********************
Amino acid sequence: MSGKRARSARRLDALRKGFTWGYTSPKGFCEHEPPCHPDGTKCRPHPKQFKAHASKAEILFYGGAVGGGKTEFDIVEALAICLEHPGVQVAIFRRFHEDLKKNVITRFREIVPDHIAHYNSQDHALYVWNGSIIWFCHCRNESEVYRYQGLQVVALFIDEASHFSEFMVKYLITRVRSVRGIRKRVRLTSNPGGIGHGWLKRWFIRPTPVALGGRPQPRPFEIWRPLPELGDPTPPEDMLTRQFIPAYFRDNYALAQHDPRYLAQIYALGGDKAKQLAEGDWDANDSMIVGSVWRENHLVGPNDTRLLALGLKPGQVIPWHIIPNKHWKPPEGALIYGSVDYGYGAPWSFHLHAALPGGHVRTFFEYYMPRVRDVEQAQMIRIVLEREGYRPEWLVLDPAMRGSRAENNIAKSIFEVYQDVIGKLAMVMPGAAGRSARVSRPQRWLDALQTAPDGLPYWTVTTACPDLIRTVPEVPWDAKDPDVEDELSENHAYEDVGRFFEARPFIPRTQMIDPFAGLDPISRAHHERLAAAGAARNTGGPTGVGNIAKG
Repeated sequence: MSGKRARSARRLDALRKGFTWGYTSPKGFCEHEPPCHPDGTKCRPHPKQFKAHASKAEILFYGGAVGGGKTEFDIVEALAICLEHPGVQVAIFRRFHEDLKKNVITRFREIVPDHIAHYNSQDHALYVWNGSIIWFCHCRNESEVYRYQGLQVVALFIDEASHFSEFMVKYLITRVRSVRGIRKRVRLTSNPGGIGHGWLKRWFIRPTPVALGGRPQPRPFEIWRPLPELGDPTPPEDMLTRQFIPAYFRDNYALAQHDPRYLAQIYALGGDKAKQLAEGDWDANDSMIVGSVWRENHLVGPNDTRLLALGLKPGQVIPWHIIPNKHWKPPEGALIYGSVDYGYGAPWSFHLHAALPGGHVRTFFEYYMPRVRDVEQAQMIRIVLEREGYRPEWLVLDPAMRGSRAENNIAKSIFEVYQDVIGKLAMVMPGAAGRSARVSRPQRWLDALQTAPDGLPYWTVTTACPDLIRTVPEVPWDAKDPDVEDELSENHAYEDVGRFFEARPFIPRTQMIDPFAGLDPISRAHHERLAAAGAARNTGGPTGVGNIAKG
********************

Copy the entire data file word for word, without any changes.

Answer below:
Amino acid sequence: MSGKRARSARRLDALRKGFTWGYTSPKGFCEHEPPCHPDGTKCRPHPKQFKAHASKAEILFYGGAVGGGKTEFDIVEALAICLEHPGVQVAIFRRFHEDLKKNVITRFREIVPDHIAHYNSQDHALYVWNGSIIWFCHCRNESEVYRYQGLQVVALFIDEASHFSEFMVKYLITRVRSVRGIRKRVRLTSNPGGIGHGWLKRWFIRPTPVALGGRPQPRPFEIWRPLPELGDPTPPEDMLTRQFIPAYFRDNYALAQHDPRYLAQIYALGGDKAKQLAEGDWDANDSMIVGSVWRENHLVGPNDTRLLALGLKPGQVIPWHIIPNKHWKPPEGALIYGSVDYGYGAPWSFHLHAALPGGHVRTFFEYYMPRVRDVEQAQMIRIVLEREGYRPEWLVLDPAMRGSRAENNIAKSIFEVYQDVIGKLAMVMPGAAGRSARVSRPQRWLDALQTAPDGLPYWTVTTACPDLIRTVPEVPWDAKDPDVEDELSENHAYEDVGRFFEARPFIPRTQMIDPFAGLDPISRAHHERLAAAGAARNTGGPTGVGNIAKG
Repeated sequence: MSGKRARSARRLDALRKGFTWGYTSPKGFCEHEPPCHPDGTKCRPHPKQFKAHASKAEILFYGGAVGGGKTEFDIVEALAICLEHPGVQVAIFRRFHEDLKKNVITRFREIVPDHIAHYNSQDHALYVWNGSIIWFCHCRNESEVYRYQGLQVVALFIDEASHFSEFMVKYLITRVRSVRGIRKRVRLTSNPGGIGHGWLKRWFIRPTPVALGGRPQPRPFEIWRPLPELGDPTPPEDMLTRQFIPAYFRDNYALAQHDPRYLAQIYALGGDKAKQLAEGDWDANDSMIVGSVWRENHLVGPNDTRLLALGLKPGQVIPWHIIPNKHWKPPEGALIYGSVDYGYGAPWSFHLHAALPGGHVRTFFEYYMPRVRDVEQAQMIRIVLEREGYRPEWLVLDPAMRGSRAENNIAKSIFEVYQDVIGKLAMVMPGAAGRSARVSRPQRWLDALQTAPDGLPYWTVTTACPDLIRTVPEVPWDAKDPDVEDELSENHAYEDVGRFFEARPFIPRTQMIDPFAGLDPISRAHHERLAAAGAARNTGGPTGVGNIAKG